The Ebola outbreak that sparked a global panic has for the most part receded from headlines, but the threat is far from over, the World Health Organization cautioned Tuesday. The outbreak, which began in West Africa in the spring of 2014, “continues to constitute a public health emergency of international concern,” the organization said, a warning only heightened by the scathing conclusions, also released Tuesday, of a panel assessing the organization’s own response to the crisis as woefully inadequate.
Cases of the deadly virus in those West African countries most affected, Guinea, Sierra Leone, and Liberia, have dwindled in recent months. In May, the World Health Organization declared—prematurely, it would turn out—“The Ebola outbreak in Liberia is over.” A press release recalled scenes from the worst of the crisis, including “gates locked at overflowing treatment centers, patients dying on the hospital grounds,” before extolling various parties in the hard-earned victory over Ebola.
“Determination to defeat Ebola never wavered, courage never faltered,” the organization said. Elsewhere, it listed factors that “contributed to the success of Liberia’s Ebola response,” including “strong coordination of the international and national response,” even as it acknowledged that “international support was slow to start, but abundant when it arrived.”
But a new review of the World Health Organization’s response to the Ebola outbreak, in which more than 10,000 people died, contrasts sharply with this self-congratulatory tone, and instead faults the organization, contending that it should and could have done far more, and faster, to stop the spread of the highly contagious virus, which kills on average half of those it infects.
“The Ebola crisis not only exposed organizational failings in the functioning of WHO, but it also demonstrated shortcomings in the International Health Regulations,” said a report published Tuesday by the Ebola Interim Assessment Panel, which the World Health Organization tasked with reviewing the International Health Regulations of 2005, the organization’s own emergency response capabilities, and its role in health and humanitarian systems worldwide. “WHO must re-establish its pre-eminence as the guardian of global public health; this will require significant changes throughout WHO,” the report declared.
The report bluntly blasted the failings of the World Health Organization and its leadership in a global health community comprised of a jumble of organizations, regulations and systems intended to prevent and contain threats of disease that, in an ever more connected world, are rarely contained to single communities or even countries. Its rebuke was about as scathing as any delivered by a panel drawn up by a multinational behemoth like the World Health Organization.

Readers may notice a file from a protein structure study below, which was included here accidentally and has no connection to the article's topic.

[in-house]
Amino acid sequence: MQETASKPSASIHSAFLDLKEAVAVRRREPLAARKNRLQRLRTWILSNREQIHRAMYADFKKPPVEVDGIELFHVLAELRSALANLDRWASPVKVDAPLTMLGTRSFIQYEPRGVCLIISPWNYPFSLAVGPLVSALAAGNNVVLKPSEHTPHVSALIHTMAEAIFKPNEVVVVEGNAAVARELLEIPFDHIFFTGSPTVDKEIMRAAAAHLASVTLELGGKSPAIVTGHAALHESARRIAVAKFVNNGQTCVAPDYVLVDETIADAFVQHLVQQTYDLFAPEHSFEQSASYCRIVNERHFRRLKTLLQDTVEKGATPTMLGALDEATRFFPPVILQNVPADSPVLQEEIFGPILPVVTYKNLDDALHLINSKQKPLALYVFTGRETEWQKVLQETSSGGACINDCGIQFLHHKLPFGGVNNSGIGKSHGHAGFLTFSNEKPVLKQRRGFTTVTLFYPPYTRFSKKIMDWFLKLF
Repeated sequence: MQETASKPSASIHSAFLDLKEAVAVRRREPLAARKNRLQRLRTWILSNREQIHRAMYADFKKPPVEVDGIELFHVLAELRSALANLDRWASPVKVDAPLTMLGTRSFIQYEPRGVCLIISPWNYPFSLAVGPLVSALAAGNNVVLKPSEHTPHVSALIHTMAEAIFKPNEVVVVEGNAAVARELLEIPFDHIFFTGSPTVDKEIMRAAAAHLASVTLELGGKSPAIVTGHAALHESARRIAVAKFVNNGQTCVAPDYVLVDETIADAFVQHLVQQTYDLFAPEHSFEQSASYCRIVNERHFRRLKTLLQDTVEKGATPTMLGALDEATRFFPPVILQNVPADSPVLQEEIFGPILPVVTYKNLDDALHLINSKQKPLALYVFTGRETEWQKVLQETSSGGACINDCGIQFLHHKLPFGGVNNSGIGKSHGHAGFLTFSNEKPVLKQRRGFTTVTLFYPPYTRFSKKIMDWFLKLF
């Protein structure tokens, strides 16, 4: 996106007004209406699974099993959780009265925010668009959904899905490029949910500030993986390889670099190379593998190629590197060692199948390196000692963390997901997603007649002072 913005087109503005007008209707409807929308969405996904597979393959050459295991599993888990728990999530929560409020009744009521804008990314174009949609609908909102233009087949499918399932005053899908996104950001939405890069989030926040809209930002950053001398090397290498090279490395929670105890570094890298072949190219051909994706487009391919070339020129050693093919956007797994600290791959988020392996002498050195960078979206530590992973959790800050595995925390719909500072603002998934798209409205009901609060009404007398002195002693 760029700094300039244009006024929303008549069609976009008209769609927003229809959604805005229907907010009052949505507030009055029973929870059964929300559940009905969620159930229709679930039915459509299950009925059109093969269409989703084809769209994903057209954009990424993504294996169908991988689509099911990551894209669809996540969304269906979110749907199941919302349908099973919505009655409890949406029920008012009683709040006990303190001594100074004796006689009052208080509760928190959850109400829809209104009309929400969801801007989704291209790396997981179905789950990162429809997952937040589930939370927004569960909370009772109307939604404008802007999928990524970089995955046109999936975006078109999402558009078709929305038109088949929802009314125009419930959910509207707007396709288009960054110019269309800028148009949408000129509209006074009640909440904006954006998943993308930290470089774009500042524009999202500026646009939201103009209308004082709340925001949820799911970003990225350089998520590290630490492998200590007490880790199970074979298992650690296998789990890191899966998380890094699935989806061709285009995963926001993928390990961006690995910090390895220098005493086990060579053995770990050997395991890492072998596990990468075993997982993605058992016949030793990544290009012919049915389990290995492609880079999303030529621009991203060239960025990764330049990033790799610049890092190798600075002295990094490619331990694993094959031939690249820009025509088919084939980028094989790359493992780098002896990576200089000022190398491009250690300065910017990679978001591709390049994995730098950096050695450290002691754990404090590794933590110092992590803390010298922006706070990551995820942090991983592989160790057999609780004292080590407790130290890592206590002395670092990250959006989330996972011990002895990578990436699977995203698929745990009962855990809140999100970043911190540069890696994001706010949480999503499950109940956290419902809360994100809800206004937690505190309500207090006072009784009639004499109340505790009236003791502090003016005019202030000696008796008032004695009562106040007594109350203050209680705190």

The International Health Regulations, revised in 2005, were a set of rules supposed to “aim to prevent, protect against, control and respond to the international spread of disease,” the report noted. Ebola laid bare the gaps and flaws of this system, whose requirements member countries failed to abide by, thus “causing negative political, economic and social consequences” for countries hardest hit by the disease.
As for WHO’s ability to respond to a public health emergency, the report found little to commend. “WHO does not currently possess the capacity or organizational culture to deliver a full emergency public health response,” it stated simply, citing a lack of funding, technical support and effective policies and practices.
The World Health Organization is far from the only actor in the world that can and should address outbreaks—local and state governments, other United Nations bodies, various international non-governmental health and humanitarian organizations are critical in preventing and responding to epidemics of disease. But the World Health Organization is uniquely crucial in that it ought to serve as a coordinator between the health and humanitarian systems when outbreaks occur, the report pointed out.
During the Ebola outbreak that began in March 2014, it failed to act in this capacity, the panel found. “The Panel remains extremely concerned about the grave health, social and economic costs of the Ebola outbreak,” the report added, and “improving WHO’s leadership and response to events such as these is critical.”
The worst of the crisis appears to be over, but it’s too soon for anyone, especially the countries most affected and least of all the World Health Organization, to breathe a sigh of relief. On June 29, a new case of Ebola was confirmed in Liberia in the body of a 17-year-old boy, who had died the day before.
It was the first Ebola case in more than three months. Nearly 200 people came into contact with the patient. So far, two of them have tested positive for Ebola.